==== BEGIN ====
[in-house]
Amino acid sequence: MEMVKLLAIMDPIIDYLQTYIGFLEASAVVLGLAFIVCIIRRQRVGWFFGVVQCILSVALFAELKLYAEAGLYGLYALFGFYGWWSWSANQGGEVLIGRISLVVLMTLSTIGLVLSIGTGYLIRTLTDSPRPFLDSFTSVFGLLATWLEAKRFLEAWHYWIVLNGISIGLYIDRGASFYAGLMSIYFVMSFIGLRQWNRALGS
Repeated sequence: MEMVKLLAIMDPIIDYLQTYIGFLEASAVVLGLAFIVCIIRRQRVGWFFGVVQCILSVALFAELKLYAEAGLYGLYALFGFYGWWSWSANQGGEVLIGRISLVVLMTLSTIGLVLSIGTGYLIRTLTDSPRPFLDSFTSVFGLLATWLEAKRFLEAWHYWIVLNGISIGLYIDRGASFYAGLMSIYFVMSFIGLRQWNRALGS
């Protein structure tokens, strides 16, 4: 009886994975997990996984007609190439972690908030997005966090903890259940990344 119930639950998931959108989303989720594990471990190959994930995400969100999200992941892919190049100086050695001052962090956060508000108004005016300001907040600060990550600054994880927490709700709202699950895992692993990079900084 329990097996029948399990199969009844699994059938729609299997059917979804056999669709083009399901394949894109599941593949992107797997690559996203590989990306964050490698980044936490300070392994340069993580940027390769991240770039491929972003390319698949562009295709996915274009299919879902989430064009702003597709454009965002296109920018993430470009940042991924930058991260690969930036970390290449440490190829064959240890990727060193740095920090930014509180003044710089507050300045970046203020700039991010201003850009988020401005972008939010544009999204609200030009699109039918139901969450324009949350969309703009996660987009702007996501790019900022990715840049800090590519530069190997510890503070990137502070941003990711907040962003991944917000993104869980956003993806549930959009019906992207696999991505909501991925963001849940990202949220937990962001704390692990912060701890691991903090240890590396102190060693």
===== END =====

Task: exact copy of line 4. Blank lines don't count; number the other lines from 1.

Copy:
């Protein structure tokens, strides 16, 4: 009886994975997990996984007609190439972690908030997005966090903890259940990344 119930639950998931959108989303989720594990471990190959994930995400969100999200992941892919190049100086050695001052962090956060508000108004005016300001907040600060990550600054994880927490709700709202699950895992692993990079900084 329990097996029948399990199969009844699994059938729609299997059917979804056999669709083009399901394949894109599941593949992107797997690559996203590989990306964050490698980044936490300070392994340069993580940027390769991240770039491929972003390319698949562009295709996915274009299919879902989430064009702003597709454009965002296109920018993430470009940042991924930058991260690969930036970390290449440490190829064959240890990727060193740095920090930014509180003044710089507050300045970046203020700039991010201003850009988020401005972008939010544009999204609200030009699109039918139901969450324009949350969309703009996660987009702007996501790019900022990715840049800090590519530069190997510890503070990137502070941003990711907040962003991944917000993104869980956003993806549930959009019906992207696999991505909501991925963001849940990202949220937990962001704390692990912060701890691991903090240890590396102190060693």